More specifically, the Supreme Court Chamber concluded that Duch’s sentence should not be reduced simply because there were other leaders in the Khmer Rouge regime who out-ranked Duch:

39. As to aggravating factors, KAING Guek Eav held a central leadership role at S-21, which he abused by training, ordering, and supervising staff in the systematic torture and execution of prisoners deemed to be enemies of the DK, and showed “dedication to refining the operations of S-21.” The fact that he was not on the top of the command chain in the DK regime does not justify a lighter sentence. Indeed, there is no rule that dictates reserving the highest penalty for perpetrators at the top of the chain of command. KAING Guek Eav’s sentence must be proportionate to the crimes he committed, regardless of whether others may have committed more serious offenses.

I am particularly pleased to see this last point, as it is something that I have pushed in a series of articles on international criminal sentencing (available here and here).  In those articles I identified two different kinds of proportionality, offence-gravity proportionality and defendant-relative proportionality, which a court might seek to maximize when handing down a sentence.  The principle of offence-gravity proportionality demands that the punishment be proportional to the moral gravity of the offence, whereas defendant-relative proportionality demands that like defendants be treated in like manner and that more or less culpable defendants receive more or less punishment.

The problem in international criminal justice is that these two forms of proportionality come into conflict at the margins.  When dealing with extreme crimes like the present case (12,272 victims), it would seem as if only a life sentence would be proportional to the gravity of the offence.  However, there were others in the Khmer Rouge regime, higher in the chain of command, who might bear greater responsibility for these crimes.  If they receive a life sentence as well, then defendant-relative proportionality would appear to demand that Duch’s sentence be “scaled down” to something less than life in prison, in order to leave room at the top of the scale for the worst offenders.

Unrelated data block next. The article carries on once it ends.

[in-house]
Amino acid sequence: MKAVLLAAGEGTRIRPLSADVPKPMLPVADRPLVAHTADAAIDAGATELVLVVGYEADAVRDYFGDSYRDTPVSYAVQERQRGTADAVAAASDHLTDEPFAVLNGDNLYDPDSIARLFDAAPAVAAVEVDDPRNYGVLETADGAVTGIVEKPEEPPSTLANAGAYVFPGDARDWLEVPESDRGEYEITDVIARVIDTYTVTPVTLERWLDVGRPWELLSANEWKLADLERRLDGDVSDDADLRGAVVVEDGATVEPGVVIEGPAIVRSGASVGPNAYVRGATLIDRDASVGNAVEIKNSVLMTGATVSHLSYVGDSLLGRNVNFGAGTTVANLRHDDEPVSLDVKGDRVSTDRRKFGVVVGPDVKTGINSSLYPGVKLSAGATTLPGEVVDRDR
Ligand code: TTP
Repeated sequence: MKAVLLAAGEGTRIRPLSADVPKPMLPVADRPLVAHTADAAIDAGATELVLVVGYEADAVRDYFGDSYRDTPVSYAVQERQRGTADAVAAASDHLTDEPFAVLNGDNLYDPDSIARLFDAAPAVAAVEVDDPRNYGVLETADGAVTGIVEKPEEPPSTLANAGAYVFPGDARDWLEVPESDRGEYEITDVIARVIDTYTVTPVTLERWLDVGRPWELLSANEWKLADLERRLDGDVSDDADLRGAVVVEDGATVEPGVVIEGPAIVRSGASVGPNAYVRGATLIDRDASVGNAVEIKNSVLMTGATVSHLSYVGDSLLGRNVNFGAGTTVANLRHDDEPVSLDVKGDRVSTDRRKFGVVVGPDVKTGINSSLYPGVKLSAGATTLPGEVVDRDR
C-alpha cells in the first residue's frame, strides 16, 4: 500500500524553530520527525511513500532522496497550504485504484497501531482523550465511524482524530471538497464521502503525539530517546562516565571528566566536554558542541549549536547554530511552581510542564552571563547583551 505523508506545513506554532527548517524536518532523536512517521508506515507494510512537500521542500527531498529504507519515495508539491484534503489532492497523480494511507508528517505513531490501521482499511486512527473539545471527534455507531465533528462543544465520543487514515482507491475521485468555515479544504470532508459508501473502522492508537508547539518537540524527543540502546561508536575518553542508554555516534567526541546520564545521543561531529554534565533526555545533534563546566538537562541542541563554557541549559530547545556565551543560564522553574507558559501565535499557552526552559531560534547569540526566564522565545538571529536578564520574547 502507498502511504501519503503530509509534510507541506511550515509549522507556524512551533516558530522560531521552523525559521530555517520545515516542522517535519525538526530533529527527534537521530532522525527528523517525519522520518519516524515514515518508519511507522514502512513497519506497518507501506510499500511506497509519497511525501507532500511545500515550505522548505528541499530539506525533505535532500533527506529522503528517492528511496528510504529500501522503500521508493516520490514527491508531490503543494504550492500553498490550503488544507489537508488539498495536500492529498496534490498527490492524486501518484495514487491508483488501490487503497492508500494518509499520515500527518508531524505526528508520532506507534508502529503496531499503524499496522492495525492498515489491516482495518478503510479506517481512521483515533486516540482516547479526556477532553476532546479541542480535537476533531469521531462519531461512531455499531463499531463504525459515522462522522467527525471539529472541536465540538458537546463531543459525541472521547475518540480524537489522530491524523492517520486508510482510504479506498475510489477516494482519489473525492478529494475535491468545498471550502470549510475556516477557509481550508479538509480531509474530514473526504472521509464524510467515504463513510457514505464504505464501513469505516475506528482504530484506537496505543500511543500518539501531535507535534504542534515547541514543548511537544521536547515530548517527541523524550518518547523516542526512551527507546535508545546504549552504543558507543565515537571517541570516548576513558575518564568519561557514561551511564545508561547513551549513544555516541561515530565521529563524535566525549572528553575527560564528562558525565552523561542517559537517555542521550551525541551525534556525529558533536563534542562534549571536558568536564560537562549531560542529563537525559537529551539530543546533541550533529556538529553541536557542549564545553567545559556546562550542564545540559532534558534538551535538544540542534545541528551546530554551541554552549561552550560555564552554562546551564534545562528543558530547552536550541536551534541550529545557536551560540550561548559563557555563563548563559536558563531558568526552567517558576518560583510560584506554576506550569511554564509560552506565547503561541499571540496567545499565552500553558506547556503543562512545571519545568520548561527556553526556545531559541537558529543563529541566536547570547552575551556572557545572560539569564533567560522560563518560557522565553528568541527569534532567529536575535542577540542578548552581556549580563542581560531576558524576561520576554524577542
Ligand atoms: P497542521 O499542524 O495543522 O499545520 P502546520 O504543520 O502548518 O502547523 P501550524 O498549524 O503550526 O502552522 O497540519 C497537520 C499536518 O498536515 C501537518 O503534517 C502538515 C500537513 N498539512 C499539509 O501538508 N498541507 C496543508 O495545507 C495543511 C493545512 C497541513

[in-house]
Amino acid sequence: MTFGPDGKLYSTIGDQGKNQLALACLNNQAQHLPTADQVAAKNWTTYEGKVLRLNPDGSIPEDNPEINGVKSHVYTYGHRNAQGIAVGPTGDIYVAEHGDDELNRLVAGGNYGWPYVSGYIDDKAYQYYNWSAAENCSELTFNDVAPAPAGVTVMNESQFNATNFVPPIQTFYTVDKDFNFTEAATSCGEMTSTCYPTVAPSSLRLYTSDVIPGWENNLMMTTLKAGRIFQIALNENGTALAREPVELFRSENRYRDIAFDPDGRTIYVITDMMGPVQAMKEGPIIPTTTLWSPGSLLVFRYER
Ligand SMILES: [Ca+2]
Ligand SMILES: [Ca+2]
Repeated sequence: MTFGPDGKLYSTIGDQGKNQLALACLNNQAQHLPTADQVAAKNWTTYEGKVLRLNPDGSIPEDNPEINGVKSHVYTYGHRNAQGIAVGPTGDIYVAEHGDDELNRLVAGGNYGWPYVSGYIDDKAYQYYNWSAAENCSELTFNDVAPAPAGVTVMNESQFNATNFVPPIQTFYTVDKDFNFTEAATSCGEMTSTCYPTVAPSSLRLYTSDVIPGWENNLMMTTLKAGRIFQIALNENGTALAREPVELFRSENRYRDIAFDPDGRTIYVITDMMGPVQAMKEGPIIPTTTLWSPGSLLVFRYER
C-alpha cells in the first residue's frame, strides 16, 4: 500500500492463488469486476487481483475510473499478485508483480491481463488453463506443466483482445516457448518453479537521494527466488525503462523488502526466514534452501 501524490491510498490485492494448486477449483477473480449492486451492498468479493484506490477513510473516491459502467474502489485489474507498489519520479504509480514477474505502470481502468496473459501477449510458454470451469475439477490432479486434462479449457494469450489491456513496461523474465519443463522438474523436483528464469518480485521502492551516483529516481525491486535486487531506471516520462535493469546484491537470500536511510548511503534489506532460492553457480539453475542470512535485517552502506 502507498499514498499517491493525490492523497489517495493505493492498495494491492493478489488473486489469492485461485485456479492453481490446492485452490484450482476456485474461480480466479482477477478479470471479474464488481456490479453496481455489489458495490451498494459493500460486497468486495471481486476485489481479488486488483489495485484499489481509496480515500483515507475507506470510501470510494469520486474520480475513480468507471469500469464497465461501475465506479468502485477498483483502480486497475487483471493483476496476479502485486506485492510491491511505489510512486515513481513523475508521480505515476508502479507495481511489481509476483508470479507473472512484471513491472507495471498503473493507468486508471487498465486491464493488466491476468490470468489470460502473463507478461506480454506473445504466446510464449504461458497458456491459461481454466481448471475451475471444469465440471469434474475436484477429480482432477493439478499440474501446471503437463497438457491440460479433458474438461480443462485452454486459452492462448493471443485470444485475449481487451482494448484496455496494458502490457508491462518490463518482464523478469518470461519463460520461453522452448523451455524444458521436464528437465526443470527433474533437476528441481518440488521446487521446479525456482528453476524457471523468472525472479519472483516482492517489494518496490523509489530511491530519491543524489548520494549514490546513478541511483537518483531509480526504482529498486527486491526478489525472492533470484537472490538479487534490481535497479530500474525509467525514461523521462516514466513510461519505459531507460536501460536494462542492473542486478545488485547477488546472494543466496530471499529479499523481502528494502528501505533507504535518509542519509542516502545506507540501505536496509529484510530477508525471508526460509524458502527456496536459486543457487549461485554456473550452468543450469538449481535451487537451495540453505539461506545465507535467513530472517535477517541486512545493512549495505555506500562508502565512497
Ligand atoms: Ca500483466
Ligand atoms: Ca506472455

I have argued in the past that this inclination is a mistake, because such reductions might violate offence-gravity proportionality, i.e. at a certain point the reduced sentences no longer reflect the inherent moral gravity of the offence.  The correct result, I argued, is to prioritize offence-gravity proportionality as normatively superior, even if that means sacrificing some degree of defendant-relative proportionality. 

It appears that the ECCC agreed with this approach in Duch’s case.  Although his life sentence might fail to distinguish him from Khmer Rouge officials above him in the chain of command, this is the better result rather than formalistically giving him a reduction.

Given the age of the defendant, some of these disputes might not have a tangible result.  But the results of this theoretical inquiry matter, for two reasons.  First, future cases might involve younger defendants where the difference between 20 years and life in prison is the difference between getting out of prison with some life left and never getting out of prison.  Second, even in cases where the defendant is too old to substantially benefit from a sentence reduction, the principle still matters because punishment for international crimes has an irreducibly symbolic value that extends beyond the particularities of one defendant’s incarceration.